Exquisite. I don’t know which I like best, but the hexagonal ones I haven’t seen before.
Looks like ‘Living Art”. I wish it got cold enough to see these here.
The soft pale colours in the background make them even more beautiful.
Thanks for sharing these, Terry.
Not really. They were so small that I couldn’t see much more than the overall shapes without magnification, and there were low light conditions. I had to use fairly high ISO’s to let me use a reasonable fast shutter speed for hand held shots.
Thanks. You will laugh, but here’s how they were taken:
The frost was on the passenger window of my Jeep and the sun was rising on the other side, providing the light background. The photos were taken, hand held, with a Nikon 1 J5, their new small mirrorless 20 megapixel digital camera, using a 10mm – 30mm lens and a 10mm extension tube to allow the lens to focus much closer to the subjects, and therefore accomplish the magnification. It was a very simple setup, which was handy because the temperature was 5º F when the photos were taken. I used the “aperture priority” mode with an aperture of f/10, spot metering and single point focus area. It was a fun first attempt and I’m sure I can do better the next time with a little more planning.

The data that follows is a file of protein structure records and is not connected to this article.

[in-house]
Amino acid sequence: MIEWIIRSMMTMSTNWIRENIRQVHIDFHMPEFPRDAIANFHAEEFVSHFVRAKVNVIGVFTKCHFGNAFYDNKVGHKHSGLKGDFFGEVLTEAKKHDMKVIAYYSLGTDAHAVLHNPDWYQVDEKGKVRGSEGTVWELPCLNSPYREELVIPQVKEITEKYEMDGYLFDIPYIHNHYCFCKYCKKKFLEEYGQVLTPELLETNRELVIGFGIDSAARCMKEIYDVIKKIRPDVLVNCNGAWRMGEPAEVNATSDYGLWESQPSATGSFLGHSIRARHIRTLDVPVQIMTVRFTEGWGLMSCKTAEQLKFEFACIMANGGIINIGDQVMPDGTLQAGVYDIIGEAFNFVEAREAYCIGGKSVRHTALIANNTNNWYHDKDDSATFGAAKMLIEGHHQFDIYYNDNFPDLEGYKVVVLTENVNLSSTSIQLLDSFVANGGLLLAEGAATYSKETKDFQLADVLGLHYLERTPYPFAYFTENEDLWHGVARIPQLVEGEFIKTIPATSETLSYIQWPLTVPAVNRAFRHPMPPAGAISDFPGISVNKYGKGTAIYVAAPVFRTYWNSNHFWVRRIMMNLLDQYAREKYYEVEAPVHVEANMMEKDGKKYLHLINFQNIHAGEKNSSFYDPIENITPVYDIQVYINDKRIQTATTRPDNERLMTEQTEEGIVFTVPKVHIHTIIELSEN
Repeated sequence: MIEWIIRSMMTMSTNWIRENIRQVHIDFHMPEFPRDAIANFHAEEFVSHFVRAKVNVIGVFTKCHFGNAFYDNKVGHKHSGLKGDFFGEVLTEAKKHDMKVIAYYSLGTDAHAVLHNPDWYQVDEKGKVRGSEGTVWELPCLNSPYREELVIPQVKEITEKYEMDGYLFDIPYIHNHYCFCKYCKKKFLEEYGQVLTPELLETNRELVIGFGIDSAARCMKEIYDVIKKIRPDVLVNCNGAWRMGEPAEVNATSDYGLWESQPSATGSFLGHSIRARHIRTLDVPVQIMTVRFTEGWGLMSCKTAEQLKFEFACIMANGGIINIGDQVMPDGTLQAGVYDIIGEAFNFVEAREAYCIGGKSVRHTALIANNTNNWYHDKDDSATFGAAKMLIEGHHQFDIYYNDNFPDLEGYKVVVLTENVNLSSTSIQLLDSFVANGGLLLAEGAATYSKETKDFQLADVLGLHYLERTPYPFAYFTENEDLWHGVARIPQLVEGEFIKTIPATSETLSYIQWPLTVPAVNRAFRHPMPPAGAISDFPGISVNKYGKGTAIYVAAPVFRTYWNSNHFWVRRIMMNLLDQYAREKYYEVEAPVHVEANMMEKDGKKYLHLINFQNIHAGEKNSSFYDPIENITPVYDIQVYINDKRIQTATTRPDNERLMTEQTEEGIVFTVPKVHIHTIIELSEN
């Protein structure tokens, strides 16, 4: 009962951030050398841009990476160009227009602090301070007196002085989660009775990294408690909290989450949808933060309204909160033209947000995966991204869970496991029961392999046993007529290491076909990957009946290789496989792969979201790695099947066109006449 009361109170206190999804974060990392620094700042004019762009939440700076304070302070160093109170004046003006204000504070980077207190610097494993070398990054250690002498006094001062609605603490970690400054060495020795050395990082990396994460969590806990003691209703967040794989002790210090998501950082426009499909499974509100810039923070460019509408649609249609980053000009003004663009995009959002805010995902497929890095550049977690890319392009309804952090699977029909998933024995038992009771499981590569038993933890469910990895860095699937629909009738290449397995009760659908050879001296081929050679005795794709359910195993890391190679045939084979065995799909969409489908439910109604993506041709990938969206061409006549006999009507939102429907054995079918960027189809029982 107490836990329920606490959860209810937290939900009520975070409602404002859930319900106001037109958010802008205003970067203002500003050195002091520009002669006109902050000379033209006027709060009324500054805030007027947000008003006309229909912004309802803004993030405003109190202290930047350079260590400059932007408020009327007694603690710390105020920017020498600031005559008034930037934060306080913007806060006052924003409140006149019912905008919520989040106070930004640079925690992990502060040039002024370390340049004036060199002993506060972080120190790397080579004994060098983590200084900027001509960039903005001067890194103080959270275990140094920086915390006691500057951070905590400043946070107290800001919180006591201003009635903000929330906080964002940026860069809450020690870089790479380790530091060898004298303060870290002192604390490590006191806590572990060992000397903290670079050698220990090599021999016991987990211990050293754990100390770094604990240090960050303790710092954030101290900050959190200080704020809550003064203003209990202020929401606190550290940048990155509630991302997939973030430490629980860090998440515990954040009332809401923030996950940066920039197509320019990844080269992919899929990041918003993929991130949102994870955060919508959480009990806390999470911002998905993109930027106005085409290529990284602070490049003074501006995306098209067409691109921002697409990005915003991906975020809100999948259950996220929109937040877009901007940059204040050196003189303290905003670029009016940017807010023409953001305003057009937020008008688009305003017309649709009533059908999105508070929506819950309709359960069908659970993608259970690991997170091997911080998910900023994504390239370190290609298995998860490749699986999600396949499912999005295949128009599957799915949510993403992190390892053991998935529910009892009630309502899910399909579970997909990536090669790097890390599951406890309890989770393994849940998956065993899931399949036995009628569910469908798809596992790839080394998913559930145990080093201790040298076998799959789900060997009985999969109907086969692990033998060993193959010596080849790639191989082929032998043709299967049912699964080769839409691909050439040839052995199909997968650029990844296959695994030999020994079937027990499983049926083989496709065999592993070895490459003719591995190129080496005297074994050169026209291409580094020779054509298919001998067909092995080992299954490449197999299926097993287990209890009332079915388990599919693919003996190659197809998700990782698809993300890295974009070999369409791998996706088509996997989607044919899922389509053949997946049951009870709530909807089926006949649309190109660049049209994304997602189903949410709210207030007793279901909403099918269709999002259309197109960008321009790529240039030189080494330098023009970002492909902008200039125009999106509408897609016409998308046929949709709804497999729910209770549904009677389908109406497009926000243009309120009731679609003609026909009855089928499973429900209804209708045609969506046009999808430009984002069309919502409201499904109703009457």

I’ve been away for a few days, and one of the great delights of coming home is finding treats like this. My, they are beautiful. The variety is part of the charm, of course, but the clarity and the way they pick up the light is just stunning. I’d never thought of the problems inherent in getting too close to ice crystals: specifically, melting them. I’m sure it would be frustrating, but it also strikes me as funny. Poof! and they’re gone. There’s a lesson there about the transience of things.
Yes, the frost is transient and fragile, but oh so pretty. I remember from when I was a kid, the frost that would form on our kitchen window. I will try to make a modification to a tripod so I can use it to get better photos the next time I have a chance.